Local Headlines in September 2001 Highlight Community Spirit, Patriotism


Flashing back to the Monday following the September 11, 2001 terrorist attacks, Dresden Elementary School teacher Penny Abshire posed with a group of DES K-4th grade students who showed support of the nation by donning their red, white and blue attire. The students also collected money to donate to families of the victims of the terrorist attacks.

Bobby and Suzie German of Dresden were on a homebound plane when the Twin Towers and Pentagon were hit by hijacked planes on September 11, 2001. The couple’s flight was re-routed to Canada, where they spent the next five days in the community of Gander, Newfoundland.[/caption]

Students at Dresden Elementary School used art to express their emotions about the terrorist attacks September 11, 2001. Taylor Hill, a third-grader at DES then, had her poster featured in the Enterprise that September.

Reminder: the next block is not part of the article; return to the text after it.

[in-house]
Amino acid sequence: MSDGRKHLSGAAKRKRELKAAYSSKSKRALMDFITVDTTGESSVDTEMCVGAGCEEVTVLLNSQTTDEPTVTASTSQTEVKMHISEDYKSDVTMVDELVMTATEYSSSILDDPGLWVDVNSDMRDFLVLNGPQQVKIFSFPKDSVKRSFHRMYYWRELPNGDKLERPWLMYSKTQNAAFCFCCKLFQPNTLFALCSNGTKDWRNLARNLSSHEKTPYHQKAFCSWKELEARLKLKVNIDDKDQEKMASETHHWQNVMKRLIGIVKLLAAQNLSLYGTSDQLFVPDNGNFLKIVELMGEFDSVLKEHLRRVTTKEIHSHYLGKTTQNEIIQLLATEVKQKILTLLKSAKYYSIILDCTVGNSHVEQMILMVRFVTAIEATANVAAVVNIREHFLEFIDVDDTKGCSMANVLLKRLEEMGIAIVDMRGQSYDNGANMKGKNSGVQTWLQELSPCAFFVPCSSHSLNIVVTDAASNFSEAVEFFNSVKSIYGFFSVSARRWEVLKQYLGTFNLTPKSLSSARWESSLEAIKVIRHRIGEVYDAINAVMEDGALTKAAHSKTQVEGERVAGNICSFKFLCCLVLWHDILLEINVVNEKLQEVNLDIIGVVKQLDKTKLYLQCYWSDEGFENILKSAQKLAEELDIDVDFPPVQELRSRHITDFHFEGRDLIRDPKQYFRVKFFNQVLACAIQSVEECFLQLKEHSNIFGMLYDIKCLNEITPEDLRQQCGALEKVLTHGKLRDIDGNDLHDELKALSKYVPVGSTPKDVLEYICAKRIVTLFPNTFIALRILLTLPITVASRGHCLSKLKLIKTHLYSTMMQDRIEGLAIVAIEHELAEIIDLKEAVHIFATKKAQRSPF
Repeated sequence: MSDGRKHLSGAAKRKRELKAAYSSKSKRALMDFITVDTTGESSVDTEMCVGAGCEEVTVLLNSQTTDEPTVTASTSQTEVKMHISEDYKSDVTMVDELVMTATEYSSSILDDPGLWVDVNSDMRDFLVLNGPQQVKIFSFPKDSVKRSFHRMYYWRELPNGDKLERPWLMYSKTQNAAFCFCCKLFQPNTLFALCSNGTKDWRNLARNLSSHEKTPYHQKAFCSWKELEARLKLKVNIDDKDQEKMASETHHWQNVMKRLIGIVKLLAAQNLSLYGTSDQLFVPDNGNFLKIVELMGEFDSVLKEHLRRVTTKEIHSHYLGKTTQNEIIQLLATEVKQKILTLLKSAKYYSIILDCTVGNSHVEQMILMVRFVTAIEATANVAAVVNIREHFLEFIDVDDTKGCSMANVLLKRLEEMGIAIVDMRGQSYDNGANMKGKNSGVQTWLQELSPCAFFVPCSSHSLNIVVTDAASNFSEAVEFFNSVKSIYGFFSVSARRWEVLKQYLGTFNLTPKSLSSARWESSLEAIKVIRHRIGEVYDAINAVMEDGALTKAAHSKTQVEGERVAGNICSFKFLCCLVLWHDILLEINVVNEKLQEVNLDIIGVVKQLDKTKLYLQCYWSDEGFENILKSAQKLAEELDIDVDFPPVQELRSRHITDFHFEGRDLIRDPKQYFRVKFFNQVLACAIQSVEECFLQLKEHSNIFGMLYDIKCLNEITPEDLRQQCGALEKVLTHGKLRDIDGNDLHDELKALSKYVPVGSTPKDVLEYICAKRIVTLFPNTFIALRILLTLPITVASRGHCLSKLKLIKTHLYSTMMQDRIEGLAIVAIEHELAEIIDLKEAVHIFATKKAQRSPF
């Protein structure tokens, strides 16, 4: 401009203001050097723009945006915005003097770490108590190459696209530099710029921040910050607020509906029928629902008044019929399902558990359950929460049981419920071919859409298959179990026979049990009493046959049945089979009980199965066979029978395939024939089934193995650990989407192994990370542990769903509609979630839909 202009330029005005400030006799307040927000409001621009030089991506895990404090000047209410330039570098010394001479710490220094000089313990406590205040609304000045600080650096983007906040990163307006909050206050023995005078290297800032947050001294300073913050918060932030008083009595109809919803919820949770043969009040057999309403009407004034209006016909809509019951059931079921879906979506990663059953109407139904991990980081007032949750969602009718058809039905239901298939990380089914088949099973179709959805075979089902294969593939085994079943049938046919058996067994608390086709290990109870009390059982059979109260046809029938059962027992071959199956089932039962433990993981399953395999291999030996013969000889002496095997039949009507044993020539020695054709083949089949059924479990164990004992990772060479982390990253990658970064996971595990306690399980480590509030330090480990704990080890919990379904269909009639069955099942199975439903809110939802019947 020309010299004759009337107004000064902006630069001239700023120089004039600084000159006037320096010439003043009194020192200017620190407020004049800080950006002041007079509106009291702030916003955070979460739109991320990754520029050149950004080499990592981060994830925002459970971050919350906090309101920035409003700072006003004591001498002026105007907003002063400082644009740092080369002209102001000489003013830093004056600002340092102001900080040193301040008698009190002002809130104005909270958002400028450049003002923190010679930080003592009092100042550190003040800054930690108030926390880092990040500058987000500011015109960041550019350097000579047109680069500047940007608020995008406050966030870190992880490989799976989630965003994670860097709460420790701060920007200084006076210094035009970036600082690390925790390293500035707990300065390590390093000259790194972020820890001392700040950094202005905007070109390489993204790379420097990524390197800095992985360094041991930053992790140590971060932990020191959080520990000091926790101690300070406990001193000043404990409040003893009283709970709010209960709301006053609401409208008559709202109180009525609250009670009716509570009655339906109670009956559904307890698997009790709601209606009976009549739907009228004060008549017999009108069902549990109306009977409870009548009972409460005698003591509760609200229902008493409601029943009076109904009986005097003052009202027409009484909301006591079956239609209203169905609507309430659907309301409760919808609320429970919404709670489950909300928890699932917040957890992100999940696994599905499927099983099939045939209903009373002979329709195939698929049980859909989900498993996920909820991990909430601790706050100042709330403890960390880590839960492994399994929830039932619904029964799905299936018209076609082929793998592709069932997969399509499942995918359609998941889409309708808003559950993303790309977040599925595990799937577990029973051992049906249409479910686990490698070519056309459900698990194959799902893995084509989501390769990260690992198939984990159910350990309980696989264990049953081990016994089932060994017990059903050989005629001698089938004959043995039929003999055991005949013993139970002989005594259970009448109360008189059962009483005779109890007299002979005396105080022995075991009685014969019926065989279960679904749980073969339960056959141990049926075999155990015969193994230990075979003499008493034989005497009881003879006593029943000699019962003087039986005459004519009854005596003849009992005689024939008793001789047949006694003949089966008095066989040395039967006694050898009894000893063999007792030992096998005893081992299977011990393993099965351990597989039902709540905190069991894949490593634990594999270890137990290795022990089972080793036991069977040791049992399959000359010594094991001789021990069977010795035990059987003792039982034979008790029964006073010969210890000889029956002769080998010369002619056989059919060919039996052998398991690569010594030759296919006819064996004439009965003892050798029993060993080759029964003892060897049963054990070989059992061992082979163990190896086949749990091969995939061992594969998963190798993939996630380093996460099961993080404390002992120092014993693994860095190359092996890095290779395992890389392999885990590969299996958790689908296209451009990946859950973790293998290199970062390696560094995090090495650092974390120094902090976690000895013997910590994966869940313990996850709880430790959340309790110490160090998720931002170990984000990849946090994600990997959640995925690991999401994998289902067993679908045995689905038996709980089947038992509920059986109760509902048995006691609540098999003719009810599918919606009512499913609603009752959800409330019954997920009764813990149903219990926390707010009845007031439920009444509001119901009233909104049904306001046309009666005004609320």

After three planes were hijacked and crashed into the World Trade Center in New York and the Pentagon in Virginia on Tuesday, September 11, 2001, signifying one of the most tragic acts of terrorism against the United States, time seemed to stand still across the country that day.

In the days that followed, communities united as headlines and news stories were shrouded in red, white and blue, highlighting the acts of patriotism that amplified the “indivisible” portion of the nation’s “Pledge of Allegiance.” Locally, the pages of the Dresden Enterprise echoed the nationwide tone that was set after the fateful day in America. From remarks by city and county officials to photos of local students dressed in red, white and blue, Weakley County showed its spirit of community and patriotism in a number of ways.

Immediately following the attacks, then-Weakley County Emergency Management Director David McAlpin talked about how the county was on high alert. McAlpin reported extra security at post offices, schools and government buildings throughout the day.

National Guard armories in Dresden and Martin were barricaded, with extra security precautions in place as a result of the terrorist attacks.